Written by: NYCLA
Published On: Feb 17, 2023
Category: News & Insights

Opinion Contributed by Richard P. Swanson

“We’re baaack,” say some crypto enthusiasts.  Back above the $21,000 level bitcoin was at before the FTX fiasco.  Why does crypto enjoy any support whatsoever?  It’s a world free from government interference, its supporters say, where the coins don’t depend upon a fiat currency like the U.S. dollar which inflation shows can certainly decline in value (and let’s not start on relative value in other major world currencies).  Huh?  Over the past two years Bitcoin has gone up to $65,000, and down to $14,000.  It’s now at $23,000.  That’s way more volatility and loss of value than the dollar.  So why does it enjoy support?

A major reason for crypto currency, unfortunately, is fraud and illegality.  They’re not bugs in the system.  They’re features.  Anonymous, untraceable transactions facilitate money laundering and tax fraud, among other things.  There’s a reason why most ransomware attacks ask for the payoff to be in crypto.  The libertarian fantasyland that many crypto enthusiasts live in is one free of the social obligation to pay taxes.  To these people Benjamin Franklin’s only certainty left is apparently death.

And crypto isn’t apparently as anonymous as its supporters may think.  It turns out crypto is much harder to hold and to trade in its natural form than anyone knew.  That’s why exchanges like FTX arose, to facilitate the trading without having to go through the passwords and other complicated cryptography key features that gave crypto its name.  Many of those persons are trying hard now to maintain their anonymity even though FTX is in a public Chapter 11 bankruptcy proceeding.

But volatility, tax fraud and ransomware attacks aren’t the only kinds of risks that crypto presents.  Since its enthusiasts say crypto is neither a security nor a commodity, nor a currency held by a bank, securities, commodities and banking regulations don’t apply to it.  But securities and commodities laws provide for net capital and custody rules to protect customer assets.  Without those things, there was no legal structure to guard against FTX “borrowing” customer assets for its affiliate Alameda.  And without margin rules to limit risk, customers were able to take on much more leverage than was prudent.  Also lacking were anti-manipulation rules, leading exchanges to “support” (i.e., manipulate without disclosure) the very crypto “currencies” they were sponsoring by secretly buying and making markets in the “currencies.”  And, without the Federal Reserve to serve as the lender of last resort, when things went south the exchanges suffered classic runs on the bank, a race to the exits that shuts the system down.

The securities laws have existed for 90 years now, and the Fed for 110.  Each was the result of hard lessons learned.  But apparently those lessons weren’t learned by crypto enthusiasts, who were so overconfident in their new “discovery” that they allowed many old-fashioned risks to return.  I don’t have a great deal of sympathy for many of them, unfortunately, as they simply weren’t students of history.  They were ignorant and stupid, and didn’t appreciate anything about how hard so many people, including legions of lawyers, had to work over so many years to try to limit unnecessary market structure risks.  I’m not claiming that all regulation is necessary or smart, but a lot of it is more necessary and smart than crypto enthusiasts gave credit for.  Even now, too many of them are unwilling or embarrassed to admit the errors of their ways.  “We’re baaack!”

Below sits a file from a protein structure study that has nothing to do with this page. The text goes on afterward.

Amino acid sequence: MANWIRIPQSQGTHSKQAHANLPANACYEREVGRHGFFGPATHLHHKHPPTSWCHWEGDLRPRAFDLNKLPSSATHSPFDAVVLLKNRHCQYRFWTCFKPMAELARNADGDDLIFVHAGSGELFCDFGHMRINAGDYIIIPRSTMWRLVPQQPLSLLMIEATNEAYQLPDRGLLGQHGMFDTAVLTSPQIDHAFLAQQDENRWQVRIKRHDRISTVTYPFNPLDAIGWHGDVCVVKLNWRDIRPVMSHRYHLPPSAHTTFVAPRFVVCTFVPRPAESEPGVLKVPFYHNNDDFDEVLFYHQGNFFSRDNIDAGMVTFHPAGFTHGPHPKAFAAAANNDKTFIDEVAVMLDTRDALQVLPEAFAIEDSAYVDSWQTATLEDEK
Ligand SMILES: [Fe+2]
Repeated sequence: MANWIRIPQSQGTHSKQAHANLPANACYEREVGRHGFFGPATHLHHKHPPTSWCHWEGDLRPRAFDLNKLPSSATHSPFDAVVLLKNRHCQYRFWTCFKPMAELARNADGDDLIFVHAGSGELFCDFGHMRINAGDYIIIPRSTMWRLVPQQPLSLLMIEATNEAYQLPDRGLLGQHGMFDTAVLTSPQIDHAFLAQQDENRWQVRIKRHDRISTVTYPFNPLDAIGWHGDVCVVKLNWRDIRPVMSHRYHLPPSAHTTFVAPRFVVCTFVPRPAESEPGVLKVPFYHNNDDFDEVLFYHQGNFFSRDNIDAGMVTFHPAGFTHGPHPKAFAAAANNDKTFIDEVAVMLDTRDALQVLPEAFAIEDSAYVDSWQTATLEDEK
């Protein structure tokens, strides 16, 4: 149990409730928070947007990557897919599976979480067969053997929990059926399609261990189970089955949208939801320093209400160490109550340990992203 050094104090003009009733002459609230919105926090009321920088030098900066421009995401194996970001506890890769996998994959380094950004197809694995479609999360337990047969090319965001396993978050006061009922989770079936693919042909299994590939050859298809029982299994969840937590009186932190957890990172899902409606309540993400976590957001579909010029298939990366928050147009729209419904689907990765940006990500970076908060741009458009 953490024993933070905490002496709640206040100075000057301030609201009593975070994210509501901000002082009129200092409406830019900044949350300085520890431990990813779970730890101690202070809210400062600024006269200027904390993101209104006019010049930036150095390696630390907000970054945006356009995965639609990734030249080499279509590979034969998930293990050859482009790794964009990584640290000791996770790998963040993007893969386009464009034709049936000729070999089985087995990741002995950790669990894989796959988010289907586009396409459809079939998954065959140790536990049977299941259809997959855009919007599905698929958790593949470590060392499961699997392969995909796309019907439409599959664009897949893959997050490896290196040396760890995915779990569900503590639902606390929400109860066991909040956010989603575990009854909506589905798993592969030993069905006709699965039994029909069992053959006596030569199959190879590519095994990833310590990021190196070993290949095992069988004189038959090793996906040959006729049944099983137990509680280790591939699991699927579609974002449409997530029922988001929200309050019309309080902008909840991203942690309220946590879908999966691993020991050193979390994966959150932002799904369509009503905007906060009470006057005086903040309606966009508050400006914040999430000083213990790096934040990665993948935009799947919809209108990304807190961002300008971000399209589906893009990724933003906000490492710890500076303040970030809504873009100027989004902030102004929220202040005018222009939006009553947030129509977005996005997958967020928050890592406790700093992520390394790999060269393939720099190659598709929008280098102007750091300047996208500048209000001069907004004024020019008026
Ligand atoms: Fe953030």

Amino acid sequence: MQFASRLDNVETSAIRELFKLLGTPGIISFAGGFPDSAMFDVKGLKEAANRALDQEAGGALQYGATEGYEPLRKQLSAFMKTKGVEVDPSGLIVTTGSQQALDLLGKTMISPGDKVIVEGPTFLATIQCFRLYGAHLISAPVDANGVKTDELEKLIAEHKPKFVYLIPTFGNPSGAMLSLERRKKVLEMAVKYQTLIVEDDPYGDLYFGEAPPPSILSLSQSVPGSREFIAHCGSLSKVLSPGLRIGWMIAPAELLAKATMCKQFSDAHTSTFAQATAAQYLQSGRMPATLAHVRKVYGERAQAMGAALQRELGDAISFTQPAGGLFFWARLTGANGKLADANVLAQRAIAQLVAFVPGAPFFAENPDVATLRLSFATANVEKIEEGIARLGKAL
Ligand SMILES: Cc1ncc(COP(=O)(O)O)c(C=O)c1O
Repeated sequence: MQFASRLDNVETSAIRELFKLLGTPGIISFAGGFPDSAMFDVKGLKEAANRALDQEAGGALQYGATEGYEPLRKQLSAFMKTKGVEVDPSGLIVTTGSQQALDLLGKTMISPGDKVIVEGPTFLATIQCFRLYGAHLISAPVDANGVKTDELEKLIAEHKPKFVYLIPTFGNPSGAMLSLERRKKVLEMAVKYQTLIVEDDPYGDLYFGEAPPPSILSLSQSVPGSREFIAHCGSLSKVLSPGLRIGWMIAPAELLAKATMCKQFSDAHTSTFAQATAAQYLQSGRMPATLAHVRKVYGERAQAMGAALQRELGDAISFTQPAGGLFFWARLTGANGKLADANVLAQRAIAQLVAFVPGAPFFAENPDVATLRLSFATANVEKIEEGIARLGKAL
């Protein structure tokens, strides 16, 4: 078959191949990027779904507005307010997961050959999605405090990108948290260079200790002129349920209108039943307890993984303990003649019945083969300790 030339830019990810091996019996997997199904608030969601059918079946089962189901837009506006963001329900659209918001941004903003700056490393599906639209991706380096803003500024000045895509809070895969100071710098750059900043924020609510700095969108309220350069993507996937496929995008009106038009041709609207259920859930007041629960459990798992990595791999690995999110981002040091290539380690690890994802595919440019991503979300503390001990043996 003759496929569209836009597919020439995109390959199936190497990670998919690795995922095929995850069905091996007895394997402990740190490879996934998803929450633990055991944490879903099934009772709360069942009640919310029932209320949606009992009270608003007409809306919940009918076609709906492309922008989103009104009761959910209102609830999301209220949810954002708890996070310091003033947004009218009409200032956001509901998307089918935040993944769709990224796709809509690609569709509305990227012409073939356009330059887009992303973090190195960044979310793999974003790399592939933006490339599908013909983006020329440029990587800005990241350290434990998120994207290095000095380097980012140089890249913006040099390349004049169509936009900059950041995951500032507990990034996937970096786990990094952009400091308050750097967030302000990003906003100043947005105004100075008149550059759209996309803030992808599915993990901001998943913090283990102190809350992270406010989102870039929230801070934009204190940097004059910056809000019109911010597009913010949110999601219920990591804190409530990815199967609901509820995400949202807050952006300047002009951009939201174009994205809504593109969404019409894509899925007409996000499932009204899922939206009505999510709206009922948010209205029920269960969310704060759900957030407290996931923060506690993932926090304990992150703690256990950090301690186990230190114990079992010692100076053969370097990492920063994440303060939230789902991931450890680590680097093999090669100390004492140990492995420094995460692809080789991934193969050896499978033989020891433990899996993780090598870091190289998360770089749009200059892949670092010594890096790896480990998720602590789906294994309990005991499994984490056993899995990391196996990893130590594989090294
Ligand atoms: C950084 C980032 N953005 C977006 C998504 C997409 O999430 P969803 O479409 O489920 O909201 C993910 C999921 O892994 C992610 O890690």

There is no question that the blockchain technology that underlies crypto is important.  In the financial services industry for example, assigning unique, almost unbreakable codes to specific decentralized transactions can facilitate and even revolutionize securities settlements, taking settlement delay, error and risk out of the equation.  But it won’t eliminate the need for some other kinds of market control and regulation which has existed and evolved for at least a century now.  

One piece I saw that struck me as particularly ironic was by Professor Hal Scott’s Committee on Capital Markets Regulation.  Professor Scott is a free-marketer, and can usually be counted on to criticize the SEC for doing pretty much anything.  But in the case of the Genesis/Gemini crypto debacle, involving a supposedly crypto-secured loan made by the Winklevoss twins of Facebook fame (aka the “Winkelvii”), he criticized the SEC for not bringing an enforcement action SOONER.  Huh?  I thought crypto wasn’t a security?  I thought the entire crypto community was urging the SEC to tread cautiously, if at all.  The hypocrisy and the shifting positions are amazing.

A recent flurry of enforcement actions by the SEC and regulatory guidance issued by the Fed are finally acknowledging what crypto really is, which is a highly risky asset class prone to offering and other securities frauds such as market manipulation, as well as the encouragement of other fraudulent and illegal behavior such as tax fraud and illegal transactions.  Some have criticized the SEC for “regulating by enforcement”, telling people what it thinks is illegal but not what it considers legal, but that is an eternal, and eternally unsuccessful, criticism of SEC enforcement.  Thoughtful counsel, as opposed to lawyers who simply shill for the industry, can help fill in the blanks.


The views expressed here are those of the author, and do not necessarily represent or reflect the views of NYCLA, its affiliates, its officers or its Board.